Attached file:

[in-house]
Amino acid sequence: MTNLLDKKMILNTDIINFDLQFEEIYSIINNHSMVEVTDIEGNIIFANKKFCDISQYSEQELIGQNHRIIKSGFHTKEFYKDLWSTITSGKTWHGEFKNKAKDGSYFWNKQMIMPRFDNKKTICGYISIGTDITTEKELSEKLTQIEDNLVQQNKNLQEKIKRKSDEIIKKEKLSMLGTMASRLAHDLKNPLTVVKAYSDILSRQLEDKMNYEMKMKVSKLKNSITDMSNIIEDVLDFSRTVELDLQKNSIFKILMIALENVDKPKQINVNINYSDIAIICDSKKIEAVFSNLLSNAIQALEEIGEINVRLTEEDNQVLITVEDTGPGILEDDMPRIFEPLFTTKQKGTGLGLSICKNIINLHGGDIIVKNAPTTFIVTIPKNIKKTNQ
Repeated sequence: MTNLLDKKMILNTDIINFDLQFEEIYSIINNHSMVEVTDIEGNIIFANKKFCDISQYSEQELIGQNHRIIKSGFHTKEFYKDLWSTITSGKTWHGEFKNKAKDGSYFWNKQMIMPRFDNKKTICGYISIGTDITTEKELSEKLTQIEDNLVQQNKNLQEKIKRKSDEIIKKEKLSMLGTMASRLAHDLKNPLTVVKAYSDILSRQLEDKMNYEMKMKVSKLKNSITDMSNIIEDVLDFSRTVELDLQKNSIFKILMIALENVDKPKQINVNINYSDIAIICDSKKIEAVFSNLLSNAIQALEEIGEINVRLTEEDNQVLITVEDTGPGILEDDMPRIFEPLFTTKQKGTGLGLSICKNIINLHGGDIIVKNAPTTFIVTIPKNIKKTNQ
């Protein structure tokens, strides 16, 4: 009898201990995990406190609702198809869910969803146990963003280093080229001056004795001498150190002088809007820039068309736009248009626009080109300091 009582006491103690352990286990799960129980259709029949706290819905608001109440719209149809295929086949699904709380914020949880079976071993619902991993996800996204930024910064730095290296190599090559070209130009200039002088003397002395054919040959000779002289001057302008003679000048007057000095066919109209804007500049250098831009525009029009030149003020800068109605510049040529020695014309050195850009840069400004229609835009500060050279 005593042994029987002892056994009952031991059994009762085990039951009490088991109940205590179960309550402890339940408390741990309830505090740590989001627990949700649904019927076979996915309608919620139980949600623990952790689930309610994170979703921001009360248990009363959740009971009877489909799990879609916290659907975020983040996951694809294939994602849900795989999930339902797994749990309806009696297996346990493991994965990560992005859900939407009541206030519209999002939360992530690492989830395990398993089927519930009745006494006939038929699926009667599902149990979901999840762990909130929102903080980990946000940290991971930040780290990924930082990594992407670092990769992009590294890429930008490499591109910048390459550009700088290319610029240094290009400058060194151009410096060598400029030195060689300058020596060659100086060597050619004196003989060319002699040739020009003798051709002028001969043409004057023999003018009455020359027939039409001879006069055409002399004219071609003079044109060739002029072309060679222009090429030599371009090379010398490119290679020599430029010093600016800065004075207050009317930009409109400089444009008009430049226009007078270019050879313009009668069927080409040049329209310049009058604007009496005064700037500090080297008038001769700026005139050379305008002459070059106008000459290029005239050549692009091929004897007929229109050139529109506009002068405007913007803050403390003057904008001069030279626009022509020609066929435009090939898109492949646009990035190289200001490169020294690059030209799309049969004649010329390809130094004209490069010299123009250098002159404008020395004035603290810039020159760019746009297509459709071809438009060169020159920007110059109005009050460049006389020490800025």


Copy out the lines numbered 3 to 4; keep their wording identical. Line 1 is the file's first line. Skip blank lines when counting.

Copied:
Repeated sequence: MTNLLDKKMILNTDIINFDLQFEEIYSIINNHSMVEVTDIEGNIIFANKKFCDISQYSEQELIGQNHRIIKSGFHTKEFYKDLWSTITSGKTWHGEFKNKAKDGSYFWNKQMIMPRFDNKKTICGYISIGTDITTEKELSEKLTQIEDNLVQQNKNLQEKIKRKSDEIIKKEKLSMLGTMASRLAHDLKNPLTVVKAYSDILSRQLEDKMNYEMKMKVSKLKNSITDMSNIIEDVLDFSRTVELDLQKNSIFKILMIALENVDKPKQINVNINYSDIAIICDSKKIEAVFSNLLSNAIQALEEIGEINVRLTEEDNQVLITVEDTGPGILEDDMPRIFEPLFTTKQKGTGLGLSICKNIINLHGGDIIVKNAPTTFIVTIPKNIKKTNQ
């Protein structure tokens, strides 16, 4: 009898201990995990406190609702198809869910969803146990963003280093080229001056004795001498150190002088809007820039068309736009248009626009080109300091 009582006491103690352990286990799960129980259709029949706290819905608001109440719209149809295929086949699904709380914020949880079976071993619902991993996800996204930024910064730095290296190599090559070209130009200039002088003397002395054919040959000779002289001057302008003679000048007057000095066919109209804007500049250098831009525009029009030149003020800068109605510049040529020695014309050195850009840069400004229609835009500060050279 005593042994029987002892056994009952031991059994009762085990039951009490088991109940205590179960309550402890339940408390741990309830505090740590989001627990949700649904019927076979996915309608919620139980949600623990952790689930309610994170979703921001009360248990009363959740009971009877489909799990879609916290659907975020983040996951694809294939994602849900795989999930339902797994749990309806009696297996346990493991994965990560992005859900939407009541206030519209999002939360992530690492989830395990398993089927519930009745006494006939038929699926009667599902149990979901999840762990909130929102903080980990946000940290991971930040780290990924930082990594992407670092990769992009590294890429930008490499591109910048390459550009700088290319610029240094290009400058060194151009410096060598400029030195060689300058020596060659100086060597050619004196003989060319002699040739020009003798051709002028001969043409004057023999003018009455020359027939039409001879006069055409002399004219071609003079044109060739002029072309060679222009090429030599371009090379010398490119290679020599430029010093600016800065004075207050009317930009409109400089444009008009430049226009007078270019050879313009009668069927080409040049329209310049009058604007009496005064700037500090080297008038001769700026005139050379305008002459070059106008000459290029005239050549692009091929004897007929229109050139529109506009002068405007913007803050403390003057904008001069030279626009022509020609066929435009090939898109492949646009990035190289200001490169020294690059030209799309049969004649010329390809130094004209490069010299123009250098002159404008020395004035603290810039020159760019746009297509459709071809438009060169020159920007110059109005009050460049006389020490800025």